The study shed light on much more than the Army's rising suicide rate, though. Pulling together data from 32 databases, researchers cataloged a host of growing problems, from drug addiction to domestic violence and other criminal behavior. In 2009 alone, 74,646 criminal offenses were committed by soldiers, including 16,997 drug-related cases. More than 1,300 soldiers on active duty have failed two or more drug tests, and more than 1,000 have committed two or more felonies-numbers that would have been unthinkable a decade ago, when some leaders worried the Army's zero tolerance for mistakes was driving out too many good soldiers.
Army Vice Chief of Staff Gen. Peter Chiarelli has played a leading role in the service's attempt to cope with what he calls the "invisible wounds" of war, such as brain injuries and post-traumatic stress disorder. In the spring of 2009, he and members of the suicide task force visited six installations to evaluate suicide prevention efforts and develop a better understanding of the trends. While reporting differences make it difficult to compare military and civilian suicide rates, in 2001, the Army's suicide rate was about 10 per 100,000 people, compared to the demographically adjusted civilian rate of 19 per 100,000 people. But in 2008, for the first time since the Army began keeping suicide statistics, the service's rate reached 20 per 100,000, surpassing the civilian rate, which has remained relatively constant over the decade. The Army's rate is now about 24 per 100,000, and continues to climb.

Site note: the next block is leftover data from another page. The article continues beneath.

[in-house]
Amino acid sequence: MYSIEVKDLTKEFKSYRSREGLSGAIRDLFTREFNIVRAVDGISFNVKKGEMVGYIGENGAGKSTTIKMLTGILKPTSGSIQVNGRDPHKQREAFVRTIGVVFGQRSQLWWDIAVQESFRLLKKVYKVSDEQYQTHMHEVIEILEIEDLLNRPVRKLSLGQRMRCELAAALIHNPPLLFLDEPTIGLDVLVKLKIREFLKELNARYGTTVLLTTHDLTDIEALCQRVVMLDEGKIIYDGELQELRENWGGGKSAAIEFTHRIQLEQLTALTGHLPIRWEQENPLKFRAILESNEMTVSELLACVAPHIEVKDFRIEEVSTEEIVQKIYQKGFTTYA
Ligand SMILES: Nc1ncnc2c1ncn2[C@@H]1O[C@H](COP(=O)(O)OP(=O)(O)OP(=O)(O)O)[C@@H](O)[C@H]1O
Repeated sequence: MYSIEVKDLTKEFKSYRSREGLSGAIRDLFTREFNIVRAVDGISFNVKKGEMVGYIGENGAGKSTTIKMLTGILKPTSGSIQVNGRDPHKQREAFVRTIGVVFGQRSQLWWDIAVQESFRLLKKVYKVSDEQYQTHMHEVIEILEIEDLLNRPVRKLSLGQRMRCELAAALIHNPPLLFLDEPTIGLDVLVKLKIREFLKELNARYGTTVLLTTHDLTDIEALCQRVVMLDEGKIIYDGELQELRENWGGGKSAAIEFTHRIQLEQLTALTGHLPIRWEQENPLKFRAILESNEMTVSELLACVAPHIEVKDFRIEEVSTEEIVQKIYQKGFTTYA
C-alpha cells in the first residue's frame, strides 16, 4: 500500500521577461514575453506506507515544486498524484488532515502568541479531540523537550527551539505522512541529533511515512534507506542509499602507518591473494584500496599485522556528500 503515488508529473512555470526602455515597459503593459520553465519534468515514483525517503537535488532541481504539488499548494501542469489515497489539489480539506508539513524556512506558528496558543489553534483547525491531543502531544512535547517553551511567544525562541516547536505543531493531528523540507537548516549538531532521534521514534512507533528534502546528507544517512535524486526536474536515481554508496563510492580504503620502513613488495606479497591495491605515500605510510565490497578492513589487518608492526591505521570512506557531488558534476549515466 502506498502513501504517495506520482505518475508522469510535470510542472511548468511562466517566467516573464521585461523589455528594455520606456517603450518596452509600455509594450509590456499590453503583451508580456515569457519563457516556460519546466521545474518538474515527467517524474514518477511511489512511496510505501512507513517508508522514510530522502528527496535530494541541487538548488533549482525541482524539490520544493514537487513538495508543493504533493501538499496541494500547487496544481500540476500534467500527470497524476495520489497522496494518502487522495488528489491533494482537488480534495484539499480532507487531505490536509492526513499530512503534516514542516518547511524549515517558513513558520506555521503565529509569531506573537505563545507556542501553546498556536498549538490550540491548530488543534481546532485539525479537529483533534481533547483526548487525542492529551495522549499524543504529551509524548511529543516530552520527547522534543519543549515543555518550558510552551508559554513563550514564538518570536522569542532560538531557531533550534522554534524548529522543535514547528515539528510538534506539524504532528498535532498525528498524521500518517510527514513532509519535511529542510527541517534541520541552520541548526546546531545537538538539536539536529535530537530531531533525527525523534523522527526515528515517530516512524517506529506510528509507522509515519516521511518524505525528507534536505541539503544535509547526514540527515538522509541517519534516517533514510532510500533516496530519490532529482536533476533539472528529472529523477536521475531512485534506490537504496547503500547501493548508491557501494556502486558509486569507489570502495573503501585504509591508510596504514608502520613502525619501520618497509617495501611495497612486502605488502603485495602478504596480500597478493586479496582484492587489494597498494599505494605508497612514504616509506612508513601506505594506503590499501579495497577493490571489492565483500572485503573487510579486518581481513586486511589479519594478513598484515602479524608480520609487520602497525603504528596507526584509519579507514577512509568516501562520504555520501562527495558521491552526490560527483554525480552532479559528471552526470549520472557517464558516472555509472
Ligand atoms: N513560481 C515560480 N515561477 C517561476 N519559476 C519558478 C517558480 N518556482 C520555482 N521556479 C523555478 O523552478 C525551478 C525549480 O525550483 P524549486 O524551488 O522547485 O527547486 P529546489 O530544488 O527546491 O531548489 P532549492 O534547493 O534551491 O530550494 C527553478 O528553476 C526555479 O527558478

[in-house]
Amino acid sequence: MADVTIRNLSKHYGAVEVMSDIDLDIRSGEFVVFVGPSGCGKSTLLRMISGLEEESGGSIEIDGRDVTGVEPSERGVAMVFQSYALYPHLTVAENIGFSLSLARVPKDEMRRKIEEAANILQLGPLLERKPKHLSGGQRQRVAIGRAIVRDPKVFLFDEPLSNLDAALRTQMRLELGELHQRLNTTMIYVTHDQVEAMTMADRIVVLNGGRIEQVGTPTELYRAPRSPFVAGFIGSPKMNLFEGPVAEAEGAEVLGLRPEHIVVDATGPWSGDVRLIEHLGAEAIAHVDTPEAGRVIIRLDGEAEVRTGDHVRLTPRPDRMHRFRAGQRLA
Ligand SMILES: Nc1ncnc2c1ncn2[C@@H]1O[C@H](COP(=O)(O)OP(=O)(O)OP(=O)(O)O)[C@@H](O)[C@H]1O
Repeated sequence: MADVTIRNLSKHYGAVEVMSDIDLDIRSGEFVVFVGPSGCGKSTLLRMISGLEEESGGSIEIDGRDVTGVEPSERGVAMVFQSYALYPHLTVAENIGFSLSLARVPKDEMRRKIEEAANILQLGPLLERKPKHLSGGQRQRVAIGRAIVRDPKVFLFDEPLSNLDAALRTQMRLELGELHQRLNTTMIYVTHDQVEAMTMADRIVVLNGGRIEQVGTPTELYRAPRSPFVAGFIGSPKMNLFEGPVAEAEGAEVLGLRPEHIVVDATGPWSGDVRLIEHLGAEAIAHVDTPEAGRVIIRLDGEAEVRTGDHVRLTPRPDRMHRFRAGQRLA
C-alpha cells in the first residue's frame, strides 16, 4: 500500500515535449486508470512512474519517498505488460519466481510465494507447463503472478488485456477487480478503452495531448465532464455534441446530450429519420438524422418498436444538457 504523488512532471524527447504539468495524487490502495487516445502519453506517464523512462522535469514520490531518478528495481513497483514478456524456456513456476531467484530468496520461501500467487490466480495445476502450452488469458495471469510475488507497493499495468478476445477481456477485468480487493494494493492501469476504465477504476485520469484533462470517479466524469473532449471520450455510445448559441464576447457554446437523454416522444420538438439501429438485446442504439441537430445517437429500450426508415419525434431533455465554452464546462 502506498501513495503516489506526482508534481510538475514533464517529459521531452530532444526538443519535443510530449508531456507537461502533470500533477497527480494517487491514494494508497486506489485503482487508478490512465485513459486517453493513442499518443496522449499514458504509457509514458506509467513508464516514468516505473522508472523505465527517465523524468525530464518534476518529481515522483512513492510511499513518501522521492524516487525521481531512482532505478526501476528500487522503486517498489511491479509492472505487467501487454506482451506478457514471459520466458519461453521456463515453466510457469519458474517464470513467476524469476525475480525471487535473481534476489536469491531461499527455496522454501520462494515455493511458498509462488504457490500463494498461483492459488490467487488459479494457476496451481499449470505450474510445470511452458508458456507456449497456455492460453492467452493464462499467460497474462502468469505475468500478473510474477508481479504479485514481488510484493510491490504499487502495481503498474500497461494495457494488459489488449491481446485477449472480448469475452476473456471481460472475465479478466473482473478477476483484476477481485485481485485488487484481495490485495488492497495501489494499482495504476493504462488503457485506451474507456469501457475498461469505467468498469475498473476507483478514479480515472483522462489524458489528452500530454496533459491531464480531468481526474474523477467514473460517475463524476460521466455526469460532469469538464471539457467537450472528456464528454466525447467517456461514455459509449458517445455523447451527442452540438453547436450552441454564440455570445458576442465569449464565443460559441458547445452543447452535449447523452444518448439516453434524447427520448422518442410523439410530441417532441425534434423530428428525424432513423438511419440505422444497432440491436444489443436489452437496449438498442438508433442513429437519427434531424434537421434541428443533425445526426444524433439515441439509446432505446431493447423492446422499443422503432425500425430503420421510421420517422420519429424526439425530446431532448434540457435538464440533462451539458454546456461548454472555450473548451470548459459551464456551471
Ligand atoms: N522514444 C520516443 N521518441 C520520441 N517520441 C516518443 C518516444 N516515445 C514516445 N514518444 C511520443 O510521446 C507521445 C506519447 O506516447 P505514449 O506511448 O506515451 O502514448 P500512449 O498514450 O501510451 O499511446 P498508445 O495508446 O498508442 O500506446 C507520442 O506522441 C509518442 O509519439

"As an operator going out to solve a problem, I was totally focused on driving down suicide but came to understand after about the third installation we went to that this is an issue that's much larger than that. It's about the health of the entire force, and it also includes families," Chiarelli told reporters when the study was released July 29. The study revealed a clear link between suicide and other behavioral problems, such as illicit drug use, alcohol abuse, disciplinary infractions, misdemeanors and felony crimes. In addition, tens of thousands of troops have been prescribed powerful narcotics for pain, depression and anxiety, and abuse of these drugs has spiked. Data since 2005 show about 29 percent of suicides included either drug or alcohol use; 25 percent of soldiers who committed suicide were subjects of misdemeanor or felony investigations.